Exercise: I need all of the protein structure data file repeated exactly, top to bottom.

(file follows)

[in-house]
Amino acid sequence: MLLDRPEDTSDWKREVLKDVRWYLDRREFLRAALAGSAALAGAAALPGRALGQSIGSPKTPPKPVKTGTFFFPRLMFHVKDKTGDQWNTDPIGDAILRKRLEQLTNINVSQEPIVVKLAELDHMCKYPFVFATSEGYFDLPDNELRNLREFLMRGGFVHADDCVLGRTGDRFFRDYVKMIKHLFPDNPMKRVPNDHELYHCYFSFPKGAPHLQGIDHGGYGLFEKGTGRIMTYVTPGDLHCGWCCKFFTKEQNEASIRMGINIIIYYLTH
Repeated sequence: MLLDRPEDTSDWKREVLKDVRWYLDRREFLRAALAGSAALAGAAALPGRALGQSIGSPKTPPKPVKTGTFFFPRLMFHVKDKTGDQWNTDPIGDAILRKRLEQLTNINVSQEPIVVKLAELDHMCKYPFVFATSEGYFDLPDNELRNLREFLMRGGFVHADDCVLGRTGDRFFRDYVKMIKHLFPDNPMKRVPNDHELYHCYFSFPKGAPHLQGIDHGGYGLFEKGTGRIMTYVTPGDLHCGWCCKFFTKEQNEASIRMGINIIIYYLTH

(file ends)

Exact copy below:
[in-house]
Amino acid sequence: MLLDRPEDTSDWKREVLKDVRWYLDRREFLRAALAGSAALAGAAALPGRALGQSIGSPKTPPKPVKTGTFFFPRLMFHVKDKTGDQWNTDPIGDAILRKRLEQLTNINVSQEPIVVKLAELDHMCKYPFVFATSEGYFDLPDNELRNLREFLMRGGFVHADDCVLGRTGDRFFRDYVKMIKHLFPDNPMKRVPNDHELYHCYFSFPKGAPHLQGIDHGGYGLFEKGTGRIMTYVTPGDLHCGWCCKFFTKEQNEASIRMGINIIIYYLTH
Repeated sequence: MLLDRPEDTSDWKREVLKDVRWYLDRREFLRAALAGSAALAGAAALPGRALGQSIGSPKTPPKPVKTGTFFFPRLMFHVKDKTGDQWNTDPIGDAILRKRLEQLTNINVSQEPIVVKLAELDHMCKYPFVFATSEGYFDLPDNELRNLREFLMRGGFVHADDCVLGRTGDRFFRDYVKMIKHLFPDNPMKRVPNDHELYHCYFSFPKGAPHLQGIDHGGYGLFEKGTGRIMTYVTPGDLHCGWCCKFFTKEQNEASIRMGINIIIYYLTH